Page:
Universitas Gadjah Mada Department of Anthropology, Indonesia
This paper examines the practice of unveiling among Indonesian youth. These are young women who strategically take off their veils in their daily lives. In the midst of rising public display of religiosity in Indonesia, it is interesting to see these practices of unveiling, either permanently, regularly or occasionally and the justification for doing so. It is surprising that some of these women provide a very religious excuse for doing not-so-religious practice (i.e. unveiling). I argue that this practice could indicate, in a subtle way, that religious pluralism exists in small pockets in society despite efforts to turn Islam into a homogenous practice. This way democracy finds its way through (un)religious practices and women are involved in voicing their difference of opinions through an avenue that seems unconventional. As Islam is turning more and more political, the practice of democracy seems to be more elusive as different points of view are seen as threats rather than mere opposition. However, micro-politics and daily practices may provide hope for the continuing practice of democracy.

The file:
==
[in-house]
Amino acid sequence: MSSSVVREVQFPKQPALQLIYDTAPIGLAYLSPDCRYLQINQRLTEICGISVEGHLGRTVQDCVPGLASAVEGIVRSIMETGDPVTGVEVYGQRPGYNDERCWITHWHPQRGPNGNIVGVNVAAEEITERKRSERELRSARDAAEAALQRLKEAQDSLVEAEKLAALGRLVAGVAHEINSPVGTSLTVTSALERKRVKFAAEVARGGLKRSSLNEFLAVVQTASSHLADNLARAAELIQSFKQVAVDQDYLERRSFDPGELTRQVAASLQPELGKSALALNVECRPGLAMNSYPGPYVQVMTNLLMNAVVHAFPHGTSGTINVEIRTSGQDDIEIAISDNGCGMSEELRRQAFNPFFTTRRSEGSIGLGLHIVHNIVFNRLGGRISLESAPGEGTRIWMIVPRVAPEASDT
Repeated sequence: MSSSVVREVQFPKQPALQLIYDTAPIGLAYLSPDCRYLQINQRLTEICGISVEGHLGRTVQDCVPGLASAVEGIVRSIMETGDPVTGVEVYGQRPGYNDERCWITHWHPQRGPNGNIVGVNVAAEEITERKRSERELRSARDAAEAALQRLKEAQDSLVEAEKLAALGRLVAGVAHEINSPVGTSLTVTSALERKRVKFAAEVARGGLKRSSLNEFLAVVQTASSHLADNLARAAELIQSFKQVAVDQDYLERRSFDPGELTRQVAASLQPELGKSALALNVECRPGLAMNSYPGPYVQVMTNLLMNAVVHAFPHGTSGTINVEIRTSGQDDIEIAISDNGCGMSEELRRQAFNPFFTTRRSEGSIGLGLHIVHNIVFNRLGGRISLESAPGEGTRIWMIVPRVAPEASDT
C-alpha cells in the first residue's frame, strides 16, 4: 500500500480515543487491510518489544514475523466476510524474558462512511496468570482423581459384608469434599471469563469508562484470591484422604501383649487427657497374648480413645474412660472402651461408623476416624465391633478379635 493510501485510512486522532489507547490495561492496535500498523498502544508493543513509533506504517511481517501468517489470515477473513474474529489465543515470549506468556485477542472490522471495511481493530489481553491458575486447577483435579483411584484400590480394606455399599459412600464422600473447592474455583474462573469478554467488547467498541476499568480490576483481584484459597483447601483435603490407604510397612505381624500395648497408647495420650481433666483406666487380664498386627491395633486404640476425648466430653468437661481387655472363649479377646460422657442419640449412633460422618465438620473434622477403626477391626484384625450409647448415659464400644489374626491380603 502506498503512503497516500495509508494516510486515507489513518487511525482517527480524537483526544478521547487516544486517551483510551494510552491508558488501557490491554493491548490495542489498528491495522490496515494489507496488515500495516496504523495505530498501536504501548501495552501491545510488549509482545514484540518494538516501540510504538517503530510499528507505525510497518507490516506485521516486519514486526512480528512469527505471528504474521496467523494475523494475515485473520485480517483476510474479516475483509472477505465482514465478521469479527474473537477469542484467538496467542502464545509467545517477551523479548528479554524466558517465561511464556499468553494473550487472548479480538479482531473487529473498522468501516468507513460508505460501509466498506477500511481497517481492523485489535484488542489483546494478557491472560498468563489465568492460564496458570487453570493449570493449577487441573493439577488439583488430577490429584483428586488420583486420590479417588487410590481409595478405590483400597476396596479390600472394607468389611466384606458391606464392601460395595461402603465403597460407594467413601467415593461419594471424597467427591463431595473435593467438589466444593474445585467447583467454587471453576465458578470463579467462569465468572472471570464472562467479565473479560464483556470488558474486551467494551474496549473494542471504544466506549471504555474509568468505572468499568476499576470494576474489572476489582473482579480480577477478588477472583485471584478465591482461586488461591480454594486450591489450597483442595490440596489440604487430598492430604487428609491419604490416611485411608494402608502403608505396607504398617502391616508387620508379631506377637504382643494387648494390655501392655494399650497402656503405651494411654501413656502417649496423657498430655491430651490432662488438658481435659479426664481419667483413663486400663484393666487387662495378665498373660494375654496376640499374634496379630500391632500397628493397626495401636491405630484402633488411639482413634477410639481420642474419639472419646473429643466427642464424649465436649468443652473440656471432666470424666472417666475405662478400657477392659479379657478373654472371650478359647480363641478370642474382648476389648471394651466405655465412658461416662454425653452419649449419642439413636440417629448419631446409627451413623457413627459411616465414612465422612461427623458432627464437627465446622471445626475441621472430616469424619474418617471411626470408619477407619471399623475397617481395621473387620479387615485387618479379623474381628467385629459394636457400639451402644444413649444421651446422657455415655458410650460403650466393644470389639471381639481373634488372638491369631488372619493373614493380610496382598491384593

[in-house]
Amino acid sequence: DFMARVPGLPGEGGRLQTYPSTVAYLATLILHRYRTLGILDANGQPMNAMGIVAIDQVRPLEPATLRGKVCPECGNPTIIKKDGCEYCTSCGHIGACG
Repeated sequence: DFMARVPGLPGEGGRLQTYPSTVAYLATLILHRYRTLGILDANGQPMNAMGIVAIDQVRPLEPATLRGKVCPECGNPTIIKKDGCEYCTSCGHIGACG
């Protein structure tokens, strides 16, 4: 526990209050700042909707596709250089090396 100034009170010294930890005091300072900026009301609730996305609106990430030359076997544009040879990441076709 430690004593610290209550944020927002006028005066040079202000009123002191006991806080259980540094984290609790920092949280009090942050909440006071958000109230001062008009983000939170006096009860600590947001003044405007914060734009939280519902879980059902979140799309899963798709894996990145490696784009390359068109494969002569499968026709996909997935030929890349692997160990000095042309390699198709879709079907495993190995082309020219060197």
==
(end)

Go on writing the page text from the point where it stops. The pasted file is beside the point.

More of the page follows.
Suzie Handajani is a lecturer at the Department of Anthropology, Universitas Gadjah Mada. Her field of interest is popular culture, gender and media. She has done research on gender and representation. She is currently researching beauty and lifestyle.